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The Great Movement review – a challenging portrait of labour in La Paz

Bolivian workers find themselves afflicted with a strange disease in writer-director Kiro Russo's opaque but not unrewarding mystery

An image of a white canine smash-cutting into a close-up of a man in his death throes. A sudden detour to a Thriller-esque music video in night-time La Paz. A looming moon in the night sky. A shot of a shaman deep in a trance. Every now and then, a startling image appears to shake us awake from The Great Movement's hazy stupor. These images have an indelible, fable-like quality, and in a film that is frequently oblique and deliberately challenging they are welcome on the basis of simply being elegant and powerful.

This kind of essayistic, philosophical filmmaking relies primarily on two things: the ability to find such images, and a very specific rhythm in the editing that allows them to groove their way into your mind. The Great Movement does superbly with the former, but not so much with the latter. Sometimes the film's images don’t quite coalesce into a complete atmosphere or idea. The sudden shift into music video territory happens more than once, and is brilliantly done, but feels as though it comes from an entirely difficult film.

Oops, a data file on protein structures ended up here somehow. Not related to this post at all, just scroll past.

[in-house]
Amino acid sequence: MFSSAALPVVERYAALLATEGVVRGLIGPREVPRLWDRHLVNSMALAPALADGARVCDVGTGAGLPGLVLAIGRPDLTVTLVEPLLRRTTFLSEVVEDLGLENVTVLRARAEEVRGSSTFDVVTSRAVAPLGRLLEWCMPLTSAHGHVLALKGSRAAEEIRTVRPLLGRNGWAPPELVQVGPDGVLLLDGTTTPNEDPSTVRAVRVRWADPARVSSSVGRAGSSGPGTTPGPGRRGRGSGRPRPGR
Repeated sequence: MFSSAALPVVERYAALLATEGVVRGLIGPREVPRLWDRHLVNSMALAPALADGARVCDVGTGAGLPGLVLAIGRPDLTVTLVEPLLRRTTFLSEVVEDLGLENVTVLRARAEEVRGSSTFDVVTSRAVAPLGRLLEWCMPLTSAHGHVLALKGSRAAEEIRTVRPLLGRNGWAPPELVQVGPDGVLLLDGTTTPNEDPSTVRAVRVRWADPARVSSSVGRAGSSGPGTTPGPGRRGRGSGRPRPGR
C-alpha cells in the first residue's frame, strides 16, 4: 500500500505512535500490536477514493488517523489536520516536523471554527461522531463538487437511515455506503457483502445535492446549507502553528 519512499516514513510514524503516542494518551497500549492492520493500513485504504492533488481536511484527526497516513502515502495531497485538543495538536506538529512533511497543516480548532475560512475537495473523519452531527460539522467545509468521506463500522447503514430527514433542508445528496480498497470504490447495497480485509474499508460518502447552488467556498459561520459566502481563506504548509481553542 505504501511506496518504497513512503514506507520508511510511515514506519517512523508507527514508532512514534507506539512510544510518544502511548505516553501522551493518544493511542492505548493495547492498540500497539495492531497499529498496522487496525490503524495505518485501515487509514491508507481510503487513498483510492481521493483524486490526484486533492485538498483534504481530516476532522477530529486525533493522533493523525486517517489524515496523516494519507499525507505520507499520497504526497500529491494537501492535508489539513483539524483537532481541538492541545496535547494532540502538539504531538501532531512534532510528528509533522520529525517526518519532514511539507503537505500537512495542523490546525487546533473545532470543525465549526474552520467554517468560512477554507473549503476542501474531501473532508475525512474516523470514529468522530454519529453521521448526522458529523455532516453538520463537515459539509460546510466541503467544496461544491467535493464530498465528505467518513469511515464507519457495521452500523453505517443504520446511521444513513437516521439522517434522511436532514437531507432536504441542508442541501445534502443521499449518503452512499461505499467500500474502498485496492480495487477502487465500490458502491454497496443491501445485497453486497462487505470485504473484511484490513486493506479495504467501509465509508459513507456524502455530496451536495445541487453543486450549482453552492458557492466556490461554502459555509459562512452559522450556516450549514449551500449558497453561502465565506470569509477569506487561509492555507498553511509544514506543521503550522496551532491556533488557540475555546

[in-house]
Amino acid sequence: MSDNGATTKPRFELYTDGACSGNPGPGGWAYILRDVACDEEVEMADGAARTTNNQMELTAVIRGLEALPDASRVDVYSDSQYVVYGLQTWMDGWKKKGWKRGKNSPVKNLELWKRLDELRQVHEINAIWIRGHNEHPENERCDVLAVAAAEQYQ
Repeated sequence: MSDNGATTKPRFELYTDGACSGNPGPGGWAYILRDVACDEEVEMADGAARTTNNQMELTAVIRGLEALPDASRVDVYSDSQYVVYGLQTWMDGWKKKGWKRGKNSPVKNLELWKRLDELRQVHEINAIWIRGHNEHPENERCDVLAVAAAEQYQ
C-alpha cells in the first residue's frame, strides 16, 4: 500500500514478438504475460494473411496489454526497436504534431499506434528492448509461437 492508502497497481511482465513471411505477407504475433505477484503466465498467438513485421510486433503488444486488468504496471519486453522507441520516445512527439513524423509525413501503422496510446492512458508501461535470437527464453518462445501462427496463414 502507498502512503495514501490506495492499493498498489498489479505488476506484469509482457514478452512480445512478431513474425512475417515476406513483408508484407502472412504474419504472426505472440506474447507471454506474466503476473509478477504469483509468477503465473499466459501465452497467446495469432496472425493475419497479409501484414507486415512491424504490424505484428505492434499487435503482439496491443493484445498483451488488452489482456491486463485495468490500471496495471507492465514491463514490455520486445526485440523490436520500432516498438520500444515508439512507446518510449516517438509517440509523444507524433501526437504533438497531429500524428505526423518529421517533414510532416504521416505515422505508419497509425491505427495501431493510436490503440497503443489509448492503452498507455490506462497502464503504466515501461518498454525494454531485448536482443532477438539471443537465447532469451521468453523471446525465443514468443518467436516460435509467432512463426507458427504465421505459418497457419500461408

The surrealistic imagery is tied into a loose, though staunchly political narrative, making use of non-professional, indigenous actors and documentary elements. We principally follow Elder (Julio César Ticona), a miner who walks to the Bolivian capital of La Paz with his friends to protest for better work conditions. Here, he falls under a mysterious illness; a woman claiming to be his godmother, Mama Pancha (Francisca Arce de Aro), takes him under her wing and sends him to the shaman Max (Max Eduardo Bautista Uchasara), whose attempts to heal Elder steers the film in increasingly surreal directions.

The idea of capitalism and horrendous working conditions as a phantasmagoric disease has a great visual pull. Director Kiro Russo keeps the focus on Elder’s present-day condition, detailing his poverty, hunger and back-breaking labour in La Paz, making great use of the city's verticality as it nestles beneath the Andes, before pulling away into the film’s nocturnal, dream-like second half. But the opacity does not mesh comfortably with the political elements – it is as though the imagery and the politics are not onscreen simultaneously.

The plot bears similarity to last year’s The Fever, directed by Maya Da-Rin, also about indigenous workers in South America becoming afflicted with a mysterious disease. But in the highly stylised moments dotted throughout there are arguably more similarities to Pedro Costa’s work in Vitalina Varela and Horse Money, albeit with less laser focus. Yet this is only Russo’s second feature – one senses this is the work of a talented director who is almost there, both aesthetically and philosophically. Should his next film strike that balance, it will be worth every effort to track it down.

The Great Movement is released in UK cinemas and on Curzon Home Cinema from 15 April.

Where to watch

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